Our guide to choosing and applying for the right remortgage deal
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The Mojo guide to remortgages

Whatever your reason for remortgaging – maybe your fixed rate is about to end and you’re looking to save some money, or perhaps you want to borrow some extra cash for home improvements - this guide will explain how a remortgage works

What is a remortgage?

A remortgage is a new mortgage on a property you already own. It can be a new mortgage with a new lender or your current lender.

Why would I remortgage?

There are lots of reasons why you might want a new mortgage on a property you already own. One of the main reasons is to save money.

If you’ve had a mortgage before, there’s a good chance you were on a fixed rate deal which offered a decent interest rate for a set number of years (2, 3, 5 etc.).

When that time ends, your lender is likely to move you off that decent rate and onto its Standard Variable Rate (SVR), which tends to be more expensive.

Remortgaging can get you a better deal, either with a new lender or your current one, and lower monthly repayments than you’d get on an SVR.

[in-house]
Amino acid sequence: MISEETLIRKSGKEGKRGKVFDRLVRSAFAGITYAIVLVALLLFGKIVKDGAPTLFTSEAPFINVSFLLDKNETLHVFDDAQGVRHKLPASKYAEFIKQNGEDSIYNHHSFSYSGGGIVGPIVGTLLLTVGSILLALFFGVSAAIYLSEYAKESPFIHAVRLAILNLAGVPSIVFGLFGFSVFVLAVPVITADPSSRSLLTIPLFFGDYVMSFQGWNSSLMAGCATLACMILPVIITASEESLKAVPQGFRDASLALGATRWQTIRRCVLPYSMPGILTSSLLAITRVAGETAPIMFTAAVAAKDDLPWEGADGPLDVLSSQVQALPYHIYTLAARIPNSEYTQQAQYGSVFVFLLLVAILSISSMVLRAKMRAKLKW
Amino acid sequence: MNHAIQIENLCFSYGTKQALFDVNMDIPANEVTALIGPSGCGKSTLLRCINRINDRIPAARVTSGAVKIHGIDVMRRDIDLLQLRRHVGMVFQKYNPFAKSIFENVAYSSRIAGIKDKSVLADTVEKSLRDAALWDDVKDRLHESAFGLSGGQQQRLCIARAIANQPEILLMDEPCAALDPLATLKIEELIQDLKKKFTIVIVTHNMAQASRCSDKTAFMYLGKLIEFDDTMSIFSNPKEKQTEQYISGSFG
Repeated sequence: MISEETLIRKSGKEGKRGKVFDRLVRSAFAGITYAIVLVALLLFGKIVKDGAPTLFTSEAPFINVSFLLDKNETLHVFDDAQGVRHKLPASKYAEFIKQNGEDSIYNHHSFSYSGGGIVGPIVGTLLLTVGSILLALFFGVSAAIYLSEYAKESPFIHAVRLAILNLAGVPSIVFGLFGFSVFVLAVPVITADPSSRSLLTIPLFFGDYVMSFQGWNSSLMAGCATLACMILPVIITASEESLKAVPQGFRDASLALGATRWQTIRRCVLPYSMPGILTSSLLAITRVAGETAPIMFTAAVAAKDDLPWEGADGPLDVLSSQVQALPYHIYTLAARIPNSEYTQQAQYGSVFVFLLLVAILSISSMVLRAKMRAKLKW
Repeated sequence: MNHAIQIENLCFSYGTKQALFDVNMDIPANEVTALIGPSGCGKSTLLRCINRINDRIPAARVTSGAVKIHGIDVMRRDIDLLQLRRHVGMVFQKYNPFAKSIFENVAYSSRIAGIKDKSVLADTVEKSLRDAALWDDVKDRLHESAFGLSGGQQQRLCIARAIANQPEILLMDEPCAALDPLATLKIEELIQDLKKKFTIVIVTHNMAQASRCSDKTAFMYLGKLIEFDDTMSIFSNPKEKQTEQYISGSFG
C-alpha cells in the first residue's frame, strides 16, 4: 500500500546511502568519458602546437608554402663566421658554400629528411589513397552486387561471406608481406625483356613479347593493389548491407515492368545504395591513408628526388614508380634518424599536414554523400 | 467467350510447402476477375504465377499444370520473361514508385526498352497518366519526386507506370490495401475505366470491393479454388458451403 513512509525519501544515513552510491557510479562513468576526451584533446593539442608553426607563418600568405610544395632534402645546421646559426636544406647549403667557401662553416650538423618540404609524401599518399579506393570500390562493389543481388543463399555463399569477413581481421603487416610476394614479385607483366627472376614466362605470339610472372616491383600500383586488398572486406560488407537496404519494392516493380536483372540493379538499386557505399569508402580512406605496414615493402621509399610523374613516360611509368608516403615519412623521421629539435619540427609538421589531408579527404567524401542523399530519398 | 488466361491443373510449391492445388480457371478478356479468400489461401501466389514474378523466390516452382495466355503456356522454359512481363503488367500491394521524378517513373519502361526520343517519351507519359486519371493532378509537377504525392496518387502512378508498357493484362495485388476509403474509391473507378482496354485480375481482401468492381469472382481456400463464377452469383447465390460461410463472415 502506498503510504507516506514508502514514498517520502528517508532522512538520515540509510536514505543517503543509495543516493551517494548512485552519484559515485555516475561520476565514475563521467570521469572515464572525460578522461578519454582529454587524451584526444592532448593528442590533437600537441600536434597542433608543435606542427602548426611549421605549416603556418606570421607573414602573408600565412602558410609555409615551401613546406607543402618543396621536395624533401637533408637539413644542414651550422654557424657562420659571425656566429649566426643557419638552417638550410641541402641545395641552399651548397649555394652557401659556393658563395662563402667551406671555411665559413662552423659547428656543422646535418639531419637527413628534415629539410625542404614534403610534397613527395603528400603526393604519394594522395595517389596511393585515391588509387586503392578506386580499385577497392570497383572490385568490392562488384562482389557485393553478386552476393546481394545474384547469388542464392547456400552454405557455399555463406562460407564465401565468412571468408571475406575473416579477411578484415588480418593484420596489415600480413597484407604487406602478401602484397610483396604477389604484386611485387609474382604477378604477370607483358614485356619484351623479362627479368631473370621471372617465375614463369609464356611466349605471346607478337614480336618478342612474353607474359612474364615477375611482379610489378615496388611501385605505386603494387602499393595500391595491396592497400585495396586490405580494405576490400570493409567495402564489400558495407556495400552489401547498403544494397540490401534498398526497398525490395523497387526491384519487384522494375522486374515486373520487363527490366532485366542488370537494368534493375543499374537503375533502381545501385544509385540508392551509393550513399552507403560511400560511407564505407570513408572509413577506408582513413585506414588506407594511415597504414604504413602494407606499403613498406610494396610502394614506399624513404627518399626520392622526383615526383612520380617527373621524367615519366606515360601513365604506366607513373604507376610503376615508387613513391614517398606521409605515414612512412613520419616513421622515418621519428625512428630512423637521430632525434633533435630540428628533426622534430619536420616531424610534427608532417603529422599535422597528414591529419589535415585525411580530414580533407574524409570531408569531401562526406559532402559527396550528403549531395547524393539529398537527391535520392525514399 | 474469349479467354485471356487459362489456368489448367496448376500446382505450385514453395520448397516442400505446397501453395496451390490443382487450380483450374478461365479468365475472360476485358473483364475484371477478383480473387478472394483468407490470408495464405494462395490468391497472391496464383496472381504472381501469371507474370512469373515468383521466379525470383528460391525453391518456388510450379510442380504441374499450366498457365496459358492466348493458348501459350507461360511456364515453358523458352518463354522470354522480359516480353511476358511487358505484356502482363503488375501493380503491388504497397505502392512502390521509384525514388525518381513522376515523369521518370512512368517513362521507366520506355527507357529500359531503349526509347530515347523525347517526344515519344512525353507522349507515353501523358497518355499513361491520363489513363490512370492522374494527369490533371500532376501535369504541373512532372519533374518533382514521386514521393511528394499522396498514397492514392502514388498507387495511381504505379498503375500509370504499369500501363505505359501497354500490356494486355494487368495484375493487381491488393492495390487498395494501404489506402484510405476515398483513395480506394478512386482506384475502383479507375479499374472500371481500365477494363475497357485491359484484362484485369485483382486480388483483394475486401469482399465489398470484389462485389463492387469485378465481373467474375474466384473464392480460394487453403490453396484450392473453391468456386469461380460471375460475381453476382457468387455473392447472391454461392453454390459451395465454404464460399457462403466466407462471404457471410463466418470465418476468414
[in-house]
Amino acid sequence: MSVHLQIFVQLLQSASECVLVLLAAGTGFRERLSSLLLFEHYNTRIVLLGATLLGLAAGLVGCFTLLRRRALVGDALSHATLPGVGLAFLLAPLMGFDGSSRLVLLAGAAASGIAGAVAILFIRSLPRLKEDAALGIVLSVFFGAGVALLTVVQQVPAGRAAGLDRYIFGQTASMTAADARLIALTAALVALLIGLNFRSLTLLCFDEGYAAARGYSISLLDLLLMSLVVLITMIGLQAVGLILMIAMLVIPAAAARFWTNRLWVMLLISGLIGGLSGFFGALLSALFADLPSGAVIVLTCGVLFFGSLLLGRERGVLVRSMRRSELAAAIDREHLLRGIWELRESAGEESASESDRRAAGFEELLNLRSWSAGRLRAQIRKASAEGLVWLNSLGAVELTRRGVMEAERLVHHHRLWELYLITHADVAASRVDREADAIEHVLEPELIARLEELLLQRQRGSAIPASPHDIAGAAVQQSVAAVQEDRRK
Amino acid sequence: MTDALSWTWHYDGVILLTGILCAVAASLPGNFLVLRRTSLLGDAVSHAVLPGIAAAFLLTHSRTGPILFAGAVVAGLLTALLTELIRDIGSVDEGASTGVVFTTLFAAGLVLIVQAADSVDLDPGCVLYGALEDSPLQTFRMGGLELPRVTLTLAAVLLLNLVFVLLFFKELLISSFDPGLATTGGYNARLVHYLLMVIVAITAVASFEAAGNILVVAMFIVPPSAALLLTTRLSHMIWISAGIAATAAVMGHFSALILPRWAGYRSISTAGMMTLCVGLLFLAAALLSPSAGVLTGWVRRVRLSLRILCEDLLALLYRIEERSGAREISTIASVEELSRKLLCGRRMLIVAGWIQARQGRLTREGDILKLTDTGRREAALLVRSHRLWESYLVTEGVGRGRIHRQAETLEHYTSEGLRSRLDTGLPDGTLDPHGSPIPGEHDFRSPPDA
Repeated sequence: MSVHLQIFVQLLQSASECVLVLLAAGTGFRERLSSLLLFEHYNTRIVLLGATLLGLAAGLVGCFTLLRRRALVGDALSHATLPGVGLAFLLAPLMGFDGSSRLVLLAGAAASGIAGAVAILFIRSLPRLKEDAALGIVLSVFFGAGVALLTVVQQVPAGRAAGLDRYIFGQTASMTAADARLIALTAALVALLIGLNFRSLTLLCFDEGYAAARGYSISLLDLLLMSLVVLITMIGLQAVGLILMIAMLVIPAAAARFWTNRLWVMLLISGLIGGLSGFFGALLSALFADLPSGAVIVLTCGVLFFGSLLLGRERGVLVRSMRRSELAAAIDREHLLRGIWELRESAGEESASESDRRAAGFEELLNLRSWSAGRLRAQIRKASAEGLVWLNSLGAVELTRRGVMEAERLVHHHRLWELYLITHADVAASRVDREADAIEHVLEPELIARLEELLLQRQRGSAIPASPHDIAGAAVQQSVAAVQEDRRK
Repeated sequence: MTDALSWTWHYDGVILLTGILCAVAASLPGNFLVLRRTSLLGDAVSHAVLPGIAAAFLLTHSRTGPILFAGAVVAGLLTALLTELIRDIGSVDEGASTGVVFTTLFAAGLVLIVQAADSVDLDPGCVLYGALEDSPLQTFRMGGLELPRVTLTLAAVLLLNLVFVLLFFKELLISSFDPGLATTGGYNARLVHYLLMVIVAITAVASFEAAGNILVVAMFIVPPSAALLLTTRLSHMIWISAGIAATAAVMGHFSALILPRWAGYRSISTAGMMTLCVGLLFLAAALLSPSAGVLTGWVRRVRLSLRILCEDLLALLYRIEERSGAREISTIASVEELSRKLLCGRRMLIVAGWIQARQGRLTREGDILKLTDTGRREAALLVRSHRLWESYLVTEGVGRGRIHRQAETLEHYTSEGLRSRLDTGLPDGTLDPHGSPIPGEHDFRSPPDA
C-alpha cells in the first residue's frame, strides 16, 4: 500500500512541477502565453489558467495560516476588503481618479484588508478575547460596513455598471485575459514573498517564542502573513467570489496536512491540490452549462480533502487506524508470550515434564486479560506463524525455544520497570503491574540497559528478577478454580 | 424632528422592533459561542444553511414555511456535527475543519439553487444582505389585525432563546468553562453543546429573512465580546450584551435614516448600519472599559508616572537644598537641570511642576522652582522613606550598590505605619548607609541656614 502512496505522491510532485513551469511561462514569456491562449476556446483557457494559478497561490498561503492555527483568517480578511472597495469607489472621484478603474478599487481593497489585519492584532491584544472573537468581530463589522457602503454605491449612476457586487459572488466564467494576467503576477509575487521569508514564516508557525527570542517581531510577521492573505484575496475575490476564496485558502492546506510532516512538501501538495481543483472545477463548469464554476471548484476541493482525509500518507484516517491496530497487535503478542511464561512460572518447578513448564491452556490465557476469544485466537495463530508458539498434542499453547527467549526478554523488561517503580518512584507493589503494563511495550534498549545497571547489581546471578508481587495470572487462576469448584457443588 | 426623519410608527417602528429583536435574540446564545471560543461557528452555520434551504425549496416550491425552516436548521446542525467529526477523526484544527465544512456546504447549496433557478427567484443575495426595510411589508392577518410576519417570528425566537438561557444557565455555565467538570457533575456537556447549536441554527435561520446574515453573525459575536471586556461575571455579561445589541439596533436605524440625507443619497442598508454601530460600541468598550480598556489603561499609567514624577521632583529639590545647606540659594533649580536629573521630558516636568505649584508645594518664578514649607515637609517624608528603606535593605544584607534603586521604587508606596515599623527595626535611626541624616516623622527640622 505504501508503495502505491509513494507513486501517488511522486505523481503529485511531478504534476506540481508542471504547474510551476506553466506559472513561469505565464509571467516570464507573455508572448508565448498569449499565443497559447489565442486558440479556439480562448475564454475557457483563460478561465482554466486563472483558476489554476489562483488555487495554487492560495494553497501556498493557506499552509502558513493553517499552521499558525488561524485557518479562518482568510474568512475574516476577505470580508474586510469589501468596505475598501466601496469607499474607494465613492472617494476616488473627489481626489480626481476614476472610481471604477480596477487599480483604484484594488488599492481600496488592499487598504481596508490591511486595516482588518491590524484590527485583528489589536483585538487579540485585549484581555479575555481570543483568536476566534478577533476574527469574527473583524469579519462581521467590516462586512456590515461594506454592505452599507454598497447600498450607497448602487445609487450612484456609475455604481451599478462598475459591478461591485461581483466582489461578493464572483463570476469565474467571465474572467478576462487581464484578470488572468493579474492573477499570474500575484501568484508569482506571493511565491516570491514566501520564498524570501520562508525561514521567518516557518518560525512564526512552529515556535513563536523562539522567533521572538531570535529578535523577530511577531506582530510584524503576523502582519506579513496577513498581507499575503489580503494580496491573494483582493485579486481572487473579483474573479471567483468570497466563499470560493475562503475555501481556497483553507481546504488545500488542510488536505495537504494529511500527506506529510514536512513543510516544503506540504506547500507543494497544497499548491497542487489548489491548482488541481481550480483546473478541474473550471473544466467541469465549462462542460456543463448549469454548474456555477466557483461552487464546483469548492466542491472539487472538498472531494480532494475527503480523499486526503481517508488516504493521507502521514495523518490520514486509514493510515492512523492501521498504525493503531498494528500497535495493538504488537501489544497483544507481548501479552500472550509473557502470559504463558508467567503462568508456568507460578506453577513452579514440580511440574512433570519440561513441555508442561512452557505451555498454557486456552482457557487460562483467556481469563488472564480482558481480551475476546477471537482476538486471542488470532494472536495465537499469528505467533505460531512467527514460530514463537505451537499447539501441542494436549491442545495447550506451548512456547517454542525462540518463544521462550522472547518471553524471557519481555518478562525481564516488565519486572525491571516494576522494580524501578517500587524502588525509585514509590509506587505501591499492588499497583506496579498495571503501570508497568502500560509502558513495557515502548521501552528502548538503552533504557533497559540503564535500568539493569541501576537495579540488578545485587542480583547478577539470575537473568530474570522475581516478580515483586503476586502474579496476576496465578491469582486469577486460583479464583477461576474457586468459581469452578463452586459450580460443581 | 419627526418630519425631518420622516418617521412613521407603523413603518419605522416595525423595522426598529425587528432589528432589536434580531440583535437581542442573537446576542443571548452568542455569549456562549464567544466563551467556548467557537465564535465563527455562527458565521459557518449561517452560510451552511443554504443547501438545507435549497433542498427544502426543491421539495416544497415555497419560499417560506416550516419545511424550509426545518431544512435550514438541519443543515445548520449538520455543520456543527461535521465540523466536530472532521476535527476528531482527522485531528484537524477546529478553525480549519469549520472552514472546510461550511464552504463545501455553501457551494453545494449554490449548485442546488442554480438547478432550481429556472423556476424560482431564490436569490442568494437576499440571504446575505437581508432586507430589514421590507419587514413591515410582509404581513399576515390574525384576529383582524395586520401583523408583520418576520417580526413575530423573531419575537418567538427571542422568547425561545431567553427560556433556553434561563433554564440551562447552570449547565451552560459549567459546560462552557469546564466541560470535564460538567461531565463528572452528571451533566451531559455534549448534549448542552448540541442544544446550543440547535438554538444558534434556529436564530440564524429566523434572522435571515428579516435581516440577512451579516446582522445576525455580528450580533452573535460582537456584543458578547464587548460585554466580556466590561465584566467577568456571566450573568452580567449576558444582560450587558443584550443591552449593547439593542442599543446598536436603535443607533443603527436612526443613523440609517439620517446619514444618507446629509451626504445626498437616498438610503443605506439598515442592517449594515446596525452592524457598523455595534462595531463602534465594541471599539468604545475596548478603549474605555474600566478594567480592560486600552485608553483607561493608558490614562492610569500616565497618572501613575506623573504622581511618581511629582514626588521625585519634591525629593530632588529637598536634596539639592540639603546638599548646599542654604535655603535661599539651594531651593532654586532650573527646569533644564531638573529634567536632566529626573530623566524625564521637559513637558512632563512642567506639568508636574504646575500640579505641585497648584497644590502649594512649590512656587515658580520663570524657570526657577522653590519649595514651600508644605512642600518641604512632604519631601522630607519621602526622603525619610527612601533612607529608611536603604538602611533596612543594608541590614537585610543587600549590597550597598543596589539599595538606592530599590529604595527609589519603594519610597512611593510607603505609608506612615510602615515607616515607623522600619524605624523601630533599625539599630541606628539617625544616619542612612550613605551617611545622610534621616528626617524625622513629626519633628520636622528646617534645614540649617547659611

Other reasons to remortgage:

You want to lock down your monthly repayments for another few years

If you’ve enjoyed the stability of fixed monthly mortgage repayments for a few years but your fixed rate deal is ending or if you’re worried about mortgage rates rising in general, you may just want to sign up for another few years’ peace of mind.

You want to borrow more money

You can use remortgaging as an opportunity to borrow money for something like home improvements, a holiday, a wedding, school fees, debt consolidation, divorce settlement or whatever else you need cash for.

You want to release money from a mortgage-free property

If you’ve completely paid off your mortgage and you’re under 55, you could remortgage it and effectively take some of the money you’ve paid in back out to pay for whatever else you’d like.